Tuning and external validation of an adult congenital heart disease risk prediction model

Laurie W. Geenen, Alexander R. Opotowsky, Cara Lachtrupp, Vivan J.M. Baggen, Sarah Brainard, Michael J. Landzberg, David van Klaveren, Hester F. Lingsma, Eric Boersma, Jolien W. Roos-Hesselink

Research output: Contribution to journalArticleAcademicpeer-review

2 Citations (Scopus)
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AIMS: Adequate risk prediction can optimize the clinical management in adult congenital heart disease (ACHD). We aimed to update and subsequently validate a previously developed ACHD risk prediction model. METHODS AND RESULTS: A prediction model was developed in a prospective cohort study including 602 moderately or severely complex ACHD patients, enrolled as outpatients at a tertiary centre in the Netherlands (2011-2013). Multivariable Cox regression was used to develop a model for predicting the 1-year risks of death, heart failure (HF), or arrhythmia (primary endpoint). The Boston ACHD Biobank study, a prospectively enrolled cohort (n = 749) of outpatients who visited a referral centre in Boston (2012-2017), was used for external validation. The primary endpoint occurred in 153 (26%) and 191 (28%) patients in the derivation and validation cohorts over median follow-up of 5.6 and 2.3 years, respectively. The final model included 5 out of 14 pre-specified predictors with the following hazard ratios; New York Heart Association class ≥II: 1.92 [95% confidence interval (CI) 1.28-2.90], cardiac medication 2.52 (95% CI 1.72-3.69), ≥1 reintervention after initial repair: 1.56 (95% CI 1.09-2.22), body mass index: 1.04 (95% CI 1.01-1.07), log2 N-terminal pro B-type natriuretic peptide (pmol/L): 1.48 (95% CI 1.32-1.65). At external validation, the model showed good discrimination (C-statistic 0.79, 95% CI 0.74-0.83) and excellent calibration (calibration-in-the-large = -0.002; calibration slope = 0.99). CONCLUSION: These data support the validity and applicability of a parsimonious ACHD risk model based on five readily available clinical variables to accurately predict the 1-year risk of death, HF, or arrhythmia. This risk tool may help guide appropriate care for moderately or severely complex ACHD.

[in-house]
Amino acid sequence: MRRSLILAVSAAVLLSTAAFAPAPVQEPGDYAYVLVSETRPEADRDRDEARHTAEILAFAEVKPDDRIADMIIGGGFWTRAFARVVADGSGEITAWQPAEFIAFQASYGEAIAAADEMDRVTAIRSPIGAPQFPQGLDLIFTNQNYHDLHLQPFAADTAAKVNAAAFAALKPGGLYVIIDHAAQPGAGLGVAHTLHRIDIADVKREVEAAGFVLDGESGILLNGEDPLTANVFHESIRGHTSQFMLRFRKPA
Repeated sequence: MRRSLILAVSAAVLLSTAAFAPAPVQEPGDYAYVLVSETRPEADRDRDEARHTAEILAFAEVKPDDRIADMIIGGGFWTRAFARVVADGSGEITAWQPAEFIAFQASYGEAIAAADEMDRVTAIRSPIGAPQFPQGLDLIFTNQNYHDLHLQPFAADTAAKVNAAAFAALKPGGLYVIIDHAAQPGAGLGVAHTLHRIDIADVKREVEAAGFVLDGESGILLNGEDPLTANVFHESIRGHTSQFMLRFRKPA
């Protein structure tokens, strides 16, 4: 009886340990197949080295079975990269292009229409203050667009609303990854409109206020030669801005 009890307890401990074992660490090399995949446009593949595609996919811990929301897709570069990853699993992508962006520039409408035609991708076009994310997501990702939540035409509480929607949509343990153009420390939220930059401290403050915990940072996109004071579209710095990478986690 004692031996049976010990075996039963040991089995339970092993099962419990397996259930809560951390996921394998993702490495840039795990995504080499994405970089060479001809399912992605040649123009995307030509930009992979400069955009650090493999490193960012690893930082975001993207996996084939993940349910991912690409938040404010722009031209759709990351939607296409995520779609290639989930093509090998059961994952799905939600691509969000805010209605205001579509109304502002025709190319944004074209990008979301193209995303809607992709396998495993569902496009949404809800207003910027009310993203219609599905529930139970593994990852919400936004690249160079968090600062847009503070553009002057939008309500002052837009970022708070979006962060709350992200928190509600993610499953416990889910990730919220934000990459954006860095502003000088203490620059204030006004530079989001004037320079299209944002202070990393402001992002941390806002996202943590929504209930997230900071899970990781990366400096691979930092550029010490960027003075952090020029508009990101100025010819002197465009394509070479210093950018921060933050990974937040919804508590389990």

Original languageEnglish
Pages (from-to)70-78
Number of pages9
JournalEuropean heart journal. Quality of care & clinical outcomes
Issue number1
Early online date12 Dec 2020
Publication statusPublished - 1 Jan 2022

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Publisher Copyright:
© 2020 The Author(s) 2020. Published by Oxford University Press on behalf of the European Society of Cardiology.


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